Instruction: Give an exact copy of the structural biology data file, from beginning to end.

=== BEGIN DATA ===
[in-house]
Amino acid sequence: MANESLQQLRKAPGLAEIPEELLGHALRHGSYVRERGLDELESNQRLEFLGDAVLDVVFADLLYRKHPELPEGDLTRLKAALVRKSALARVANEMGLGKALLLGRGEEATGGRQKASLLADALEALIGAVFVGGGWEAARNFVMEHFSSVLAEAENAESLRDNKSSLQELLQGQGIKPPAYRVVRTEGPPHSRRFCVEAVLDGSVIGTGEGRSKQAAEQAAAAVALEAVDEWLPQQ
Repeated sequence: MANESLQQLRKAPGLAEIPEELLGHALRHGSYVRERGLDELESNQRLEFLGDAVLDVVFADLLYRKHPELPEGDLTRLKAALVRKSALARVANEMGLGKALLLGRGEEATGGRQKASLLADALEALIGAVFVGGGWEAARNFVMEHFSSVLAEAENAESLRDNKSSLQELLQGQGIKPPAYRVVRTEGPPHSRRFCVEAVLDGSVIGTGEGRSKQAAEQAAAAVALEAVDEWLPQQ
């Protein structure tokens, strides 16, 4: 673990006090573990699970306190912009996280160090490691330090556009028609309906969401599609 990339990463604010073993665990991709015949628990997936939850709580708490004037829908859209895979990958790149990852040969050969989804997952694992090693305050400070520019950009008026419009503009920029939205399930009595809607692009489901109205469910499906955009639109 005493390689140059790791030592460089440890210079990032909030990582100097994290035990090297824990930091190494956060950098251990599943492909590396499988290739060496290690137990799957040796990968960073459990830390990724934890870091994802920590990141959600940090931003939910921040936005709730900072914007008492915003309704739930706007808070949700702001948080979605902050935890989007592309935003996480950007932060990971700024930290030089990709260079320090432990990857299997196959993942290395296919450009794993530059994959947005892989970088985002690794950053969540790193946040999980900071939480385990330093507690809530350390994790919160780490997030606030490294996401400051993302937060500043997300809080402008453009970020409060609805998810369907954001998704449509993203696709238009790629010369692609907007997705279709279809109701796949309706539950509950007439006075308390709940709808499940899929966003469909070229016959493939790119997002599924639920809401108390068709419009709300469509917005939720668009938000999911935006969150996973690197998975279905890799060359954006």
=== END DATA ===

[in-house]
Amino acid sequence: MANESLQQLRKAPGLAEIPEELLGHALRHGSYVRERGLDELESNQRLEFLGDAVLDVVFADLLYRKHPELPEGDLTRLKAALVRKSALARVANEMGLGKALLLGRGEEATGGRQKASLLADALEALIGAVFVGGGWEAARNFVMEHFSSVLAEAENAESLRDNKSSLQELLQGQGIKPPAYRVVRTEGPPHSRRFCVEAVLDGSVIGTGEGRSKQAAEQAAAAVALEAVDEWLPQQ
Repeated sequence: MANESLQQLRKAPGLAEIPEELLGHALRHGSYVRERGLDELESNQRLEFLGDAVLDVVFADLLYRKHPELPEGDLTRLKAALVRKSALARVANEMGLGKALLLGRGEEATGGRQKASLLADALEALIGAVFVGGGWEAARNFVMEHFSSVLAEAENAESLRDNKSSLQELLQGQGIKPPAYRVVRTEGPPHSRRFCVEAVLDGSVIGTGEGRSKQAAEQAAAAVALEAVDEWLPQQ
């Protein structure tokens, strides 16, 4: 673990006090573990699970306190912009996280160090490691330090556009028609309906969401599609 990339990463604010073993665990991709015949628990997936939850709580708490004037829908859209895979990958790149990852040969050969989804997952694992090693305050400070520019950009008026419009503009920029939205399930009595809607692009489901109205469910499906955009639109 005493390689140059790791030592460089440890210079990032909030990582100097994290035990090297824990930091190494956060950098251990599943492909590396499988290739060496290690137990799957040796990968960073459990830390990724934890870091994802920590990141959600940090931003939910921040936005709730900072914007008492915003309704739930706007808070949700702001948080979605902050935890989007592309935003996480950007932060990971700024930290030089990709260079320090432990990857299997196959993942290395296919450009794993530059994959947005892989970088985002690794950053969540790193946040999980900071939480385990330093507690809530350390994790919160780490997030606030490294996401400051993302937060500043997300809080402008453009970020409060609805998810369907954001998704449509993203696709238009790629010369692609907007997705279709279809109701796949309706539950509950007439006075308390709940709808499940899929966003469909070229016959493939790119997002599924639920809401108390068709419009709300469509917005939720668009938000999911935006969150996973690197998975279905890799060359954006």